Ship progression in Incursions
- 1 Planning ahead
- 2 Ship progression
- 3 Fit progression
- 4 Skill progression
Unless you are already heavily invested into a certain race or weapon system, it might be a good idea to think of which logistics ship, strategic cruiser or pirate faction battleship you'll want in the end, rather than what your first incursion ship should be. Don't worry too much about it though, as the race specific ship and weapon skills you train for the minimum skills only amount to a little over five days worth of training. So changing your mind along the way wouldn't be much of a detour.
Depending on the race, training for strategic cruisers will make quite some progress towards being able to fly logistics as well, or the other way around if your goal is to fly logistics. That said, most strategic cruisers pale in comparison to the pirate faction battleships who remain the epitome of incursion boats.
You should also consider secondary value of whatever you train, perhaps you can find an end-of-the-line ship that not only furthers your goals for incursions but other goals as well given the skills you'll end up training for it. If you already know that you like smaller ships, or have plans for diving into a wormhole in the future, it would make much more sense training into a strategic cruiser than a pirate faction battleship.
So take some time to consider which racial ship line, what racial weapons would benefit you doing missions, exploration, PvP or whatever else you'd like to do in EVE.
While there's little in terms of progression for logistics, it's worth mentioning that it can be highly advantageous to train into both the Scimitar and the Basilisk. Progression is mostly based on skills once you can fly these two ships, most notably Logistics Cruisers V that opens up for a lot of options.
Scimitaris cap stable on its own and does not require a cap chain to run all its remote shield boosters. That and the bonus to remote tracking computers means it's favoured in any fleet that either doesn't need utility cap or has it covered already.
Basiliskrelies on establishing a cap chain in order to run all its remote shield boosters. The extra high slots allow for either more remote shield boosters or extra utility cap for the fleet. It is often used to ensure enough utility cap for the more difficult incursion sites featuring heavy neuting.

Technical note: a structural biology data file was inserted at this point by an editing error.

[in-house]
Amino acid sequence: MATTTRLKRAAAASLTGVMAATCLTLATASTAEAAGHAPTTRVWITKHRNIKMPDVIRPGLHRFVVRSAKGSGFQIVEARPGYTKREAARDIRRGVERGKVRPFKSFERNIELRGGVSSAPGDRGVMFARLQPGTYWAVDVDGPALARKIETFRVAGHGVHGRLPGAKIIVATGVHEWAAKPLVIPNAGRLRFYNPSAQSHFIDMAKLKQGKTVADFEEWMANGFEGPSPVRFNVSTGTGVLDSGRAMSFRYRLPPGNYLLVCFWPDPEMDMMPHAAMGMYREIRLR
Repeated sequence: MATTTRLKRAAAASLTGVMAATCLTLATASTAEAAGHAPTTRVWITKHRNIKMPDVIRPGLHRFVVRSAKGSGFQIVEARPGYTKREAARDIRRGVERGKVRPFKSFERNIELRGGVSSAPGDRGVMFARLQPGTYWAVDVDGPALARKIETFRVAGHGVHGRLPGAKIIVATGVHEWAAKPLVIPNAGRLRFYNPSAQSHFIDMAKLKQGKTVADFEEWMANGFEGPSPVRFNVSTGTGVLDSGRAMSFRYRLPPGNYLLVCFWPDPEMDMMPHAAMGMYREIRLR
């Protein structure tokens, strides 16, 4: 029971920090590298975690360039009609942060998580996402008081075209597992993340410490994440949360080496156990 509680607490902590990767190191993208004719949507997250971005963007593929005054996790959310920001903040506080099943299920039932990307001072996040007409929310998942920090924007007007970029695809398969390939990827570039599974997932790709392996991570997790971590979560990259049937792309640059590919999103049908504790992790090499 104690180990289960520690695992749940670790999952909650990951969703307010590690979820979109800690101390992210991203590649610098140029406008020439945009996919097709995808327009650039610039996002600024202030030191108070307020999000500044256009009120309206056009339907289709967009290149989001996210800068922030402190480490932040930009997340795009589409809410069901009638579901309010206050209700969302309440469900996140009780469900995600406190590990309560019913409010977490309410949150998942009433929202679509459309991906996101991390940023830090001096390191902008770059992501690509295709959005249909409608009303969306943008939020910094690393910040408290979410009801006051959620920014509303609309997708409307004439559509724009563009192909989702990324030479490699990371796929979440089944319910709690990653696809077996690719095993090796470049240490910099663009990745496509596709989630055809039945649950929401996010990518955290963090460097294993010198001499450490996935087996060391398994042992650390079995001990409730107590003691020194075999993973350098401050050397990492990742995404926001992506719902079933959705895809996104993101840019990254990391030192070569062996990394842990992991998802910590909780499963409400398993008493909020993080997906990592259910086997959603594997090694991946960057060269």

Pirate faction battleships
The Machariel, Nightmare and Vindicator hulls are preferred for incursions due to a combination of higher base stats, better bonuses and better slot layouts.
Some of these have a natural progression, like the Maelstrom pilot only needing Gallente Battleship to move into a Machariel and a Hyperion pilot only needing to train Minmatar Battleship to get into the Vindicator. Left a bit on the side is the Rokh with a low priority synergy with the Nightmare given the Caldari Battleship skill and a slightly stronger synergy with the Vindicator given that they both use the Large Hybrid Turret skill for their guns.
Training up a racial battleship skill from scratch to III takes less than four days and training a new racial turret skill to III is about a day and a half, so even if some of these ships have natural progression; don't feel like you're a slave to your initial choice of ship or weaponry.
Nightmarehas very good damage at any range due to fast-swapping crystals and compensates for the innate low tracking of lasers with the ship's tracking bonus. It also has plenty of utility midslots available. Has some cap issues putting some pressure on good cap skills.
Macharielcombines a flexible engagement range for autocannons with a high rate of fire. Fit for long range the impressive alpha is unmatched, although it does suffer comparably with lower overall dps. It also has enough midslots to fit for any occasion.
Vindicatoris a brawler without match, both in terms of damage and incredibly strong webs. Despite appearances, it is also a very potent sniper when fitted with railguns, and tech two ammo makes it possible to use blasters at medium range.
Command Ships and Strategic Cruisers
These ships are not ships you train into for for the sake of doing incursions as a damage dealer ...
Cruiser-sized hulls like Command Ships and Strategic Cruisers are less powerful with their weaker medium weaponry and sometimes low number of utility midslots. A lot of these ships also have some issues with range projection, even when using long range weapons. Unlike regular tech one battleships, they also focus on skills that make little to no headway towards the more powerful pirate faction battleships.
Given their lower dps potential, these ships also require very high skills (near max) and tech two guns to be able to perform. These ships are not ships you train into for the sake of doing incursions, with the exception of the ongrid booster role, but used as an alternative if you can't fly battleships and you happen to have these trained high already.
Ill-suited for public communities
Almost all communities shun these two ship classes (with the exception of command ships for ongrid boosting). Instead they favour having their members temporarily go into the tech one battleships, until they can afford to upgrade to the more powerful pirate faction battleships. Any other ship class is just a waste of time and effort better put into getting them skilled and ready in the appropriate high-end ships they desire, since people make enough ISK to upgrade to a proper pirate faction ship after just a handful of hours worth of running.
Accepted in the EVE University Incursion Community
In the EVE University Incursion Community we have no real reason to casually bar these ships as regular damage dealers, since properly fitted with long range medium turrets they can often perform similar to or slightly better than our tech one minimum fits. They can also be used effectively for Nation Consolidation Network assault sites. Since we have some members who spend the majority of their time in other campuses flying smaller ships, this allows us to include more people into our community.